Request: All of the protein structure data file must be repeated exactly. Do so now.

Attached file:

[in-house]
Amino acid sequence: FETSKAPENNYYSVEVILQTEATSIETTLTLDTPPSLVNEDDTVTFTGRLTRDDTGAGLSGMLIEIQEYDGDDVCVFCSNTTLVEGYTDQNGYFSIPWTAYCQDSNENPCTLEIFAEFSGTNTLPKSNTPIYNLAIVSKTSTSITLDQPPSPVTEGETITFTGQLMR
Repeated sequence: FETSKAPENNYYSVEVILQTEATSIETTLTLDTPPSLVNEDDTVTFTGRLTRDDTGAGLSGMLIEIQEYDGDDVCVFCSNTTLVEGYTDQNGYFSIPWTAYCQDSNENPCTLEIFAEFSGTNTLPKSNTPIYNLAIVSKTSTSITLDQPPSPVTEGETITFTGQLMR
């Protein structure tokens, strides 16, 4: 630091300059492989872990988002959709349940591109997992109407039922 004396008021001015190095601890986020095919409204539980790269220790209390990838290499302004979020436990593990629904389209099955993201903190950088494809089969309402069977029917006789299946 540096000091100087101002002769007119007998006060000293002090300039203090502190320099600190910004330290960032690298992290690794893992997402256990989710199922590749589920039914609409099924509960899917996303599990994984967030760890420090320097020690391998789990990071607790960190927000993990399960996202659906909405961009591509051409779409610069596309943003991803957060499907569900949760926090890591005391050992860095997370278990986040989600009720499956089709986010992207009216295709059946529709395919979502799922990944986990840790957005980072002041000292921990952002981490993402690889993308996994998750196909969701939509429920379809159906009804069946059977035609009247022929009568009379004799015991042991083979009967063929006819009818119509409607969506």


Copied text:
[in-house]
Amino acid sequence: FETSKAPENNYYSVEVILQTEATSIETTLTLDTPPSLVNEDDTVTFTGRLTRDDTGAGLSGMLIEIQEYDGDDVCVFCSNTTLVEGYTDQNGYFSIPWTAYCQDSNENPCTLEIFAEFSGTNTLPKSNTPIYNLAIVSKTSTSITLDQPPSPVTEGETITFTGQLMR
Repeated sequence: FETSKAPENNYYSVEVILQTEATSIETTLTLDTPPSLVNEDDTVTFTGRLTRDDTGAGLSGMLIEIQEYDGDDVCVFCSNTTLVEGYTDQNGYFSIPWTAYCQDSNENPCTLEIFAEFSGTNTLPKSNTPIYNLAIVSKTSTSITLDQPPSPVTEGETITFTGQLMR
């Protein structure tokens, strides 16, 4: 630091300059492989872990988002959709349940591109997992109407039922 004396008021001015190095601890986020095919409204539980790269220790209390990838290499302004979020436990593990629904389209099955993201903190950088494809089969309402069977029917006789299946 540096000091100087101002002769007119007998006060000293002090300039203090502190320099600190910004330290960032690298992290690794893992997402256990989710199922590749589920039914609409099924509960899917996303599990994984967030760890420090320097020690391998789990990071607790960190927000993990399960996202659906909405961009591509051409779409610069596309943003991803957060499907569900949760926090890591005391050992860095997370278990986040989600009720499956089709986010992207009216295709059946529709395919979502799922990944986990840790957005980072002041000292921990952002981490993402690889993308996994998750196909969701939509429920379809159906009804069946059977035609009247022929009568009379004799015991042991083979009967063929006819009818119509409607969506």